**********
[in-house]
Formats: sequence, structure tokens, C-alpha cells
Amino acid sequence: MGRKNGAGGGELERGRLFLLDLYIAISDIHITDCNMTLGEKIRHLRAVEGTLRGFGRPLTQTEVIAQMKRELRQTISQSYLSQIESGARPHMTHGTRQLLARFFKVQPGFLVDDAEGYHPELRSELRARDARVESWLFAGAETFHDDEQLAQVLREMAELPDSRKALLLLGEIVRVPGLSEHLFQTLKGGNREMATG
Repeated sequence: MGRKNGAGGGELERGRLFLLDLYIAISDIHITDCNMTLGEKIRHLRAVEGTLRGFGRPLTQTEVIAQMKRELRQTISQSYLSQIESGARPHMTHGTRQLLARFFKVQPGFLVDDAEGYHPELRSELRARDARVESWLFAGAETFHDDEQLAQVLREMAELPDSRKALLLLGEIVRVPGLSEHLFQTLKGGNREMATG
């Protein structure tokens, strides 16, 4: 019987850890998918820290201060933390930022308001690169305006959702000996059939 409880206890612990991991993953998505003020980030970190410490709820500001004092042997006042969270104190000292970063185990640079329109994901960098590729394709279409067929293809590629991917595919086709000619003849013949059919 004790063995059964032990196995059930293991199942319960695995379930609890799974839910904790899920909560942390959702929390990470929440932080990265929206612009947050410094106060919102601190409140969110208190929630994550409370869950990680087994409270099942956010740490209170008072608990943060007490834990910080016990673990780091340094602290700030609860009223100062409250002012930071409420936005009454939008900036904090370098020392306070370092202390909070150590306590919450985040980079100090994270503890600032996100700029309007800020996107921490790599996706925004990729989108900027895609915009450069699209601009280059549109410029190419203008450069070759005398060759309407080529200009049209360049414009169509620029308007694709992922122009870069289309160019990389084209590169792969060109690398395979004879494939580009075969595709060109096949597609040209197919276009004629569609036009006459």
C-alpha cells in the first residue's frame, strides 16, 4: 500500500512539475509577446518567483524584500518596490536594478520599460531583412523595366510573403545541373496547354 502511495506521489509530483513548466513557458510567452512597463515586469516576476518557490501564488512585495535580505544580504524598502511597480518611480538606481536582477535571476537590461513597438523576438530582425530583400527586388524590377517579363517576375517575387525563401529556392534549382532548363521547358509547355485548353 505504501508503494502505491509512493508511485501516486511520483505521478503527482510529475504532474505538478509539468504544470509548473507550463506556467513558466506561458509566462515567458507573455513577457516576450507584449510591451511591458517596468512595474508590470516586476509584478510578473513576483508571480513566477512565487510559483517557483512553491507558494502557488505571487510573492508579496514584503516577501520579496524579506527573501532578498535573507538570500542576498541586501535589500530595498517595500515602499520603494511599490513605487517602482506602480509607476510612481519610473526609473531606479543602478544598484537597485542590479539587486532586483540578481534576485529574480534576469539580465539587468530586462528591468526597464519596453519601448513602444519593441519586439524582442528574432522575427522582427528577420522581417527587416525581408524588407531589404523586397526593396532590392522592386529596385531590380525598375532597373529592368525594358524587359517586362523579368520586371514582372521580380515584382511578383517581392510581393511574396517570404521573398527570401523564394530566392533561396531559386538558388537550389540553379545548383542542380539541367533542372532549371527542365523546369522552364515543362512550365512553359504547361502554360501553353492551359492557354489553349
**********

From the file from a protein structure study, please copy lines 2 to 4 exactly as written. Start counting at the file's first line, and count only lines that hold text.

Formats: sequence, structure tokens, C-alpha cells
Amino acid sequence: MGRKNGAGGGELERGRLFLLDLYIAISDIHITDCNMTLGEKIRHLRAVEGTLRGFGRPLTQTEVIAQMKRELRQTISQSYLSQIESGARPHMTHGTRQLLARFFKVQPGFLVDDAEGYHPELRSELRARDARVESWLFAGAETFHDDEQLAQVLREMAELPDSRKALLLLGEIVRVPGLSEHLFQTLKGGNREMATG
Repeated sequence: MGRKNGAGGGELERGRLFLLDLYIAISDIHITDCNMTLGEKIRHLRAVEGTLRGFGRPLTQTEVIAQMKRELRQTISQSYLSQIESGARPHMTHGTRQLLARFFKVQPGFLVDDAEGYHPELRSELRARDARVESWLFAGAETFHDDEQLAQVLREMAELPDSRKALLLLGEIVRVPGLSEHLFQTLKGGNREMATG